We go behind the scenes with Bareface model academy
T oday I feel old and decidedly ugly. But I probably have good reason – I’m standing in a spacious, brightly lit studio filled with pretty people half my age. For the record, I’m not at the Bareface modelling agency open day in the capacity of an aspiring catwalk model; I’m here to snoop around behind the scenes to get a better idea of Dubai’s modelling industry. It soon becomes clear I’m in the right place. Bareface has been in Dubai since 2001 and has become one of the city’s top modelling agencies. Girls (and one boy) are here today to get a taste of the agency’s new 12-week academy, which will teach them everything from working the camera to strutting their stuff down the catwalk. ‘We’re trying to take it to another level by starting this workshop,’ explains Luz Villamil, Bareface’s 25-year-old Colombian PR exec. ‘It will be the first academy of its kind in the Middle East.’
While a modelling ‘academy’ sounds like something straight out of Ben Stiller comedy Zoolander, this is serious business. Entrants won’t automatically become models once their 12 weeks is up, but they will graduate with a professionally compiled portfolio and a very realistic idea of what is expected of them if they were to pursue modelling as a vocation.
The lady who will be hammering this home to the students is Brazilian Alessandra Cardoso, a 43-year-old former model who has been working in the UAE, in some capacity or another, since 1978. There’s no mistake that Alessandra is the academy’s teacher – I first catch glimpse of her marching the girls in front of the camera, and barking (in the nicest sense of the word) orders at them. ‘We’re not cute. We’re models!’ she cries as she hauls another of her subjects under the spotlight.
Alessandra and the girls take a five-minute break, giving me an opportunity to quiz her a little more about the local scene. ‘It’s very different [in Dubai]. The models here are a bit… spoilt. The competition isn’t as widespread as it is [in New York or Paris], so you have a limited group of models who get job after job. But with the injection of new models, new girls, people have to up their game.’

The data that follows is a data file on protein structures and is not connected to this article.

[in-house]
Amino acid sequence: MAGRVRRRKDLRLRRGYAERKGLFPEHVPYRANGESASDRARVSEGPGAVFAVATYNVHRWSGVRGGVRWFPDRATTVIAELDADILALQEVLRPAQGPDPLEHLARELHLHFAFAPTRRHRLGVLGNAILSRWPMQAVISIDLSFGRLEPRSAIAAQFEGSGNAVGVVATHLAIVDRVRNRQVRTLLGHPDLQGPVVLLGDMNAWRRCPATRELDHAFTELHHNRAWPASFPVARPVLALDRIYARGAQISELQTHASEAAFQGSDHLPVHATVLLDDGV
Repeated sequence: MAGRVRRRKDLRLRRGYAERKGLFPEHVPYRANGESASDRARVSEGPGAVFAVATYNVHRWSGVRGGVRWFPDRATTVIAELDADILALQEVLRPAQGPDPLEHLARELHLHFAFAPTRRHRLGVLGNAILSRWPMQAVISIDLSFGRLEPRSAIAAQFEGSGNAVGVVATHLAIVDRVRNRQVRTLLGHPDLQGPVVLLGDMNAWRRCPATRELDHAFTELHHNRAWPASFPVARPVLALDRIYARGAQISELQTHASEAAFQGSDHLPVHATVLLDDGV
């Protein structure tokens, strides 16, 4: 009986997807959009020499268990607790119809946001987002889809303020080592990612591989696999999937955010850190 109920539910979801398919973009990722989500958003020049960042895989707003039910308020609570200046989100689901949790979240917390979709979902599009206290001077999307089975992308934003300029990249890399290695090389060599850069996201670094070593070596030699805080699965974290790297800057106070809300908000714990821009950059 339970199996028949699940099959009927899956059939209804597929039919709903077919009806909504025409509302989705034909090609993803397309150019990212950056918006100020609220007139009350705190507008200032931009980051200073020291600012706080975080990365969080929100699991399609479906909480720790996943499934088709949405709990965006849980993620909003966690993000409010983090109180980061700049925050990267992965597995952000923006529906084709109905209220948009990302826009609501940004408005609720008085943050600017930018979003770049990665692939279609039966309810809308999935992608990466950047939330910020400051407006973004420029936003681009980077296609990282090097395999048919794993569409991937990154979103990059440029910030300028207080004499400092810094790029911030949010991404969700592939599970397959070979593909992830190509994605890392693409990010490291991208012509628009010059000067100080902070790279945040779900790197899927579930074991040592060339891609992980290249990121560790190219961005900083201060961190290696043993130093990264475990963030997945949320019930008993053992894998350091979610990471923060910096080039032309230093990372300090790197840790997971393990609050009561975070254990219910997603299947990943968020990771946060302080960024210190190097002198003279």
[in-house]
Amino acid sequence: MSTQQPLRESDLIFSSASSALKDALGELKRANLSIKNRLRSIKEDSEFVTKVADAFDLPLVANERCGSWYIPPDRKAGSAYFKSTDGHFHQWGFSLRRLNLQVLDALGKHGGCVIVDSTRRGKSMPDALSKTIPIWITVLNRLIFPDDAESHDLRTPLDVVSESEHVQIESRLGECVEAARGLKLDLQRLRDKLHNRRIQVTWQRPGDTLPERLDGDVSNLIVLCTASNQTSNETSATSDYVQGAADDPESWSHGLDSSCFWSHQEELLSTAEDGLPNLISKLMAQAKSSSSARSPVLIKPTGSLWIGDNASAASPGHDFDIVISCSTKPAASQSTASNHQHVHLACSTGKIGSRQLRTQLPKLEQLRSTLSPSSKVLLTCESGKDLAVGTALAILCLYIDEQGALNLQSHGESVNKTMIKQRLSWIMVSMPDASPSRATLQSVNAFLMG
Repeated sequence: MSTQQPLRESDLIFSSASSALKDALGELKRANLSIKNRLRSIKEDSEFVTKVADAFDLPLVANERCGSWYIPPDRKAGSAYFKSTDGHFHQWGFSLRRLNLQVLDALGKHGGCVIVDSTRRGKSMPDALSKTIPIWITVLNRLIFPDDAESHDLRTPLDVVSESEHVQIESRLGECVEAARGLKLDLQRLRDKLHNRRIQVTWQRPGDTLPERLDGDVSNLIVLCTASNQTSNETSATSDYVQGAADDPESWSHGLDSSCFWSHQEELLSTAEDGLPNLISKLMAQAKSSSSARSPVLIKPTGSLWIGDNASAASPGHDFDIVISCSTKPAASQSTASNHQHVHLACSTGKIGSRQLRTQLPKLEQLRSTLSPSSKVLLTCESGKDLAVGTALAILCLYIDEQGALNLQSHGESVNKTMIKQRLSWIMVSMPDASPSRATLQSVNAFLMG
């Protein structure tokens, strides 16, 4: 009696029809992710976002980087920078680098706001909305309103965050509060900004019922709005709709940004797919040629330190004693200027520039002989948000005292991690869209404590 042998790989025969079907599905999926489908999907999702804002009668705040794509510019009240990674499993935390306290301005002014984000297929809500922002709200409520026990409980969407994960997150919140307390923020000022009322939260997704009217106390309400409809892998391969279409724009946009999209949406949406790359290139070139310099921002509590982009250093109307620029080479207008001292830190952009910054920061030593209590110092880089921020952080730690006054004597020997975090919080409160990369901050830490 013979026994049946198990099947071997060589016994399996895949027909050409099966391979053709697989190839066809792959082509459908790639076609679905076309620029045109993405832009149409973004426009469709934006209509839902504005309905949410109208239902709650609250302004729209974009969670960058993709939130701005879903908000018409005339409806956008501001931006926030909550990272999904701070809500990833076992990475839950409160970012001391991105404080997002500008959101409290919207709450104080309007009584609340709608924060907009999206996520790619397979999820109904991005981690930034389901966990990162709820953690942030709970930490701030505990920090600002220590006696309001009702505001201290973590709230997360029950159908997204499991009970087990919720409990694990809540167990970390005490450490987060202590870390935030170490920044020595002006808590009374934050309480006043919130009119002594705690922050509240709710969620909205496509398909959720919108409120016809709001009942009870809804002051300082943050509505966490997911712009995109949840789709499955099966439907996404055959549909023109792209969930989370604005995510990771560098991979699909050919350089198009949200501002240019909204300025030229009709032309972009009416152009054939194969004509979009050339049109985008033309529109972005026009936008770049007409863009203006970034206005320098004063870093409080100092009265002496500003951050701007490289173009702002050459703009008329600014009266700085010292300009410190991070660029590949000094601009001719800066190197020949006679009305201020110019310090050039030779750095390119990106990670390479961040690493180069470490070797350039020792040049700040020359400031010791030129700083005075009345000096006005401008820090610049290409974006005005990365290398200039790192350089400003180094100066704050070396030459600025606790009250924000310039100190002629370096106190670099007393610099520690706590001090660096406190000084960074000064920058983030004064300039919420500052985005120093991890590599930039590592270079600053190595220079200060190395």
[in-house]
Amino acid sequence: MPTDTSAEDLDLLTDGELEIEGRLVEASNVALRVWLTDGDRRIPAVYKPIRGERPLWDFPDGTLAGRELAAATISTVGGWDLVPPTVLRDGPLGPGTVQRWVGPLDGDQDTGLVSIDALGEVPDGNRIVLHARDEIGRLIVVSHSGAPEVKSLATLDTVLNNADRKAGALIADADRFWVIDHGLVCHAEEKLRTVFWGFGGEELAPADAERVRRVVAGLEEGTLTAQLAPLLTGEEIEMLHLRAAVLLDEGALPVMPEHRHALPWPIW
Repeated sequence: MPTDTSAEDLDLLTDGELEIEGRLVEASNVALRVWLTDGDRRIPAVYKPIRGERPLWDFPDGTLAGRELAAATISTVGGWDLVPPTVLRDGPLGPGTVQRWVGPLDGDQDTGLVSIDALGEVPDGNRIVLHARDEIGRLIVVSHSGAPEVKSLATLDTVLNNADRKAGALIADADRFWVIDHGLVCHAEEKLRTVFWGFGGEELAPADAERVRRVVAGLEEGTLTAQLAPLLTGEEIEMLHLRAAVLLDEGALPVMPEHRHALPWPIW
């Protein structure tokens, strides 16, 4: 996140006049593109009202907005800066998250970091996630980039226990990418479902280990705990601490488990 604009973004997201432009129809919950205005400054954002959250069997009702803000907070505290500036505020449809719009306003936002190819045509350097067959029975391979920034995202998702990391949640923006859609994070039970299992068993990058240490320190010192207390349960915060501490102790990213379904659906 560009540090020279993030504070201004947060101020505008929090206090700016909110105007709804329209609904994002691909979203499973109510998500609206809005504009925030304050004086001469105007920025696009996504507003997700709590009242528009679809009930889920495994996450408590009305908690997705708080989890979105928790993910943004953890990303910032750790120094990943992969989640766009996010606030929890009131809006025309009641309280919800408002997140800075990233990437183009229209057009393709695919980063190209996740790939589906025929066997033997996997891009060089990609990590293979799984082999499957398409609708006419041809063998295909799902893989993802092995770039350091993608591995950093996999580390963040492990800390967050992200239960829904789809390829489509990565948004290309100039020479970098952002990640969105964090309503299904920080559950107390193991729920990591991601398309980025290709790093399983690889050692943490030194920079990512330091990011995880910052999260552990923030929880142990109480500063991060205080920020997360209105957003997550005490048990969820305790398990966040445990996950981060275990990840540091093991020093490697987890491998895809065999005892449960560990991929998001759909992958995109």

By this, Alessandra is referring to the new academy, which she hopes will generate a new crop of local talent. I try to glean more about what the 12 weeks entails. ‘What I try to do is… I draw on my own experience,’ explains Alessandra. ‘[Models] get very stressed out in their first year – there’s a lot of rejection, but it’s a learning curve, so it’s making them understand: the more they know [about the industry] the more they become comfortable with it, and the more they practise, and the more they train. Everybody wants to jump straight onto the cover of a magazine, but it doesn’t work that way. They’re very young, so the slower they go, the better, because they become better professionals.’
Having seen her in action, I can’t but help ask whether Alessandra considers herself a hard taskmaster. ‘I am, yes,’ she says unrepentantly, ‘because they’re young, and all they think about is having their pretty picture on the front of a magazine. They have to understand that it’s not all about that – that’s the last step. They need to know that this is a business. They need to be financially aware, they need to be socially aware, they need to have interpersonal skills, PR skills. It’s not about being pretty – all models are pretty. What can you bring to the table?’
Luz explains that the ‘Mediterranean look’ (brunette, dark eyes) is particularly sought after in this region, but surely there’s more to being a professional model than eye and hair colour? ‘If you have a certain personality, you need to portray that personality [in a photoshoot], and you can personify a certain style of clothing and make it jump out of a magazine. The same goes for the catwalk – you have to have somebody who walks beautifully, elegantly and, again, according to what [brand they’re modelling]. A lot of models nowadays are so rigid.’
Alessandra believes the industry is very different now to when she used to spend her time in front of the camera. ‘In my day, we really needed to be professional because we [were shot] in film – it cost money. We were told: “You have 20 films and that’s it.” We didn’t have Photoshop, so we needed to have good skin; we needed to have a good night’s sleep.’
Speaking to Alessandra all but extinguishes any hopes I had of being spotted, recruited and given huge amounts of cash to attend various fashion weeks around the world. Which begs the question: is there any kind of vetting process for the academy?
‘You have to be realistic,’ admits Bareface general manager Elisa Galbraith. ‘But the good thing about Bareface is that we have different divisions – we have the Model Agency, we have Cast & Kids, and we have Entertainers. In Cast & Kids, for example, we have a lot of people who could be great supporting actors, extras, people who are perhaps a bit quirkier – all age groups, all different shapes and sizes, and all different looks. The key thing about this course is to educate people so they realise there are different kinds of models, and trying to find out which one suits.’
The students’ five-minute break is over, and Alessandra’s vociferous personality once again commands everyone’s attention. I may not be catwalk material, but I take some comfort in the fact that it takes more than a pretty face to make it in the modelling industry. Besides, I can’t complain – maybe a career in local TV commercials awaits. Bareface’s 12-week academy costs Dhs5,000, including portfolio. The course starts on Thursday October 18 (application deadline Monday October 15). For more details, see www.bareface.com.
Three more modelling agencies to try…
Diva This local agency provides models, promoters, cast and stylists. www.divadubai.com (04 422 7272).